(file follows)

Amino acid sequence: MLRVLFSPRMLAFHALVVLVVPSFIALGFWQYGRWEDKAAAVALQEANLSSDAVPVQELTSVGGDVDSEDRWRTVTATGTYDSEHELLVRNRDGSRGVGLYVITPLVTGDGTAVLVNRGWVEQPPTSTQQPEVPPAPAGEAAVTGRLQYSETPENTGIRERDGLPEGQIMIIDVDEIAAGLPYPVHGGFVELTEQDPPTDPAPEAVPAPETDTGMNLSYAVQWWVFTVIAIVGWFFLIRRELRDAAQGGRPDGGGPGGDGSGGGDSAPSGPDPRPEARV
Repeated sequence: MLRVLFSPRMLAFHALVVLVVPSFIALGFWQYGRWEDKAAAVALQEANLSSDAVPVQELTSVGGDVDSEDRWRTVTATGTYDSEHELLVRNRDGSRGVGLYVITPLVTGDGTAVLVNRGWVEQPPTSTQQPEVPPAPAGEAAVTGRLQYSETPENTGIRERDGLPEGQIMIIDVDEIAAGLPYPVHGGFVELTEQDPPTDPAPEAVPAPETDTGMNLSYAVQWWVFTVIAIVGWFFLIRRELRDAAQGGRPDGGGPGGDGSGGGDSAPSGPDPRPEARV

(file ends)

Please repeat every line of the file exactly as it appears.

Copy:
Amino acid sequence: MLRVLFSPRMLAFHALVVLVVPSFIALGFWQYGRWEDKAAAVALQEANLSSDAVPVQELTSVGGDVDSEDRWRTVTATGTYDSEHELLVRNRDGSRGVGLYVITPLVTGDGTAVLVNRGWVEQPPTSTQQPEVPPAPAGEAAVTGRLQYSETPENTGIRERDGLPEGQIMIIDVDEIAAGLPYPVHGGFVELTEQDPPTDPAPEAVPAPETDTGMNLSYAVQWWVFTVIAIVGWFFLIRRELRDAAQGGRPDGGGPGGDGSGGGDSAPSGPDPRPEARV
Repeated sequence: MLRVLFSPRMLAFHALVVLVVPSFIALGFWQYGRWEDKAAAVALQEANLSSDAVPVQELTSVGGDVDSEDRWRTVTATGTYDSEHELLVRNRDGSRGVGLYVITPLVTGDGTAVLVNRGWVEQPPTSTQQPEVPPAPAGEAAVTGRLQYSETPENTGIRERDGLPEGQIMIIDVDEIAAGLPYPVHGGFVELTEQDPPTDPAPEAVPAPETDTGMNLSYAVQWWVFTVIAIVGWFFLIRRELRDAAQGGRPDGGGPGGDGSGGGDSAPSGPDPRPEARV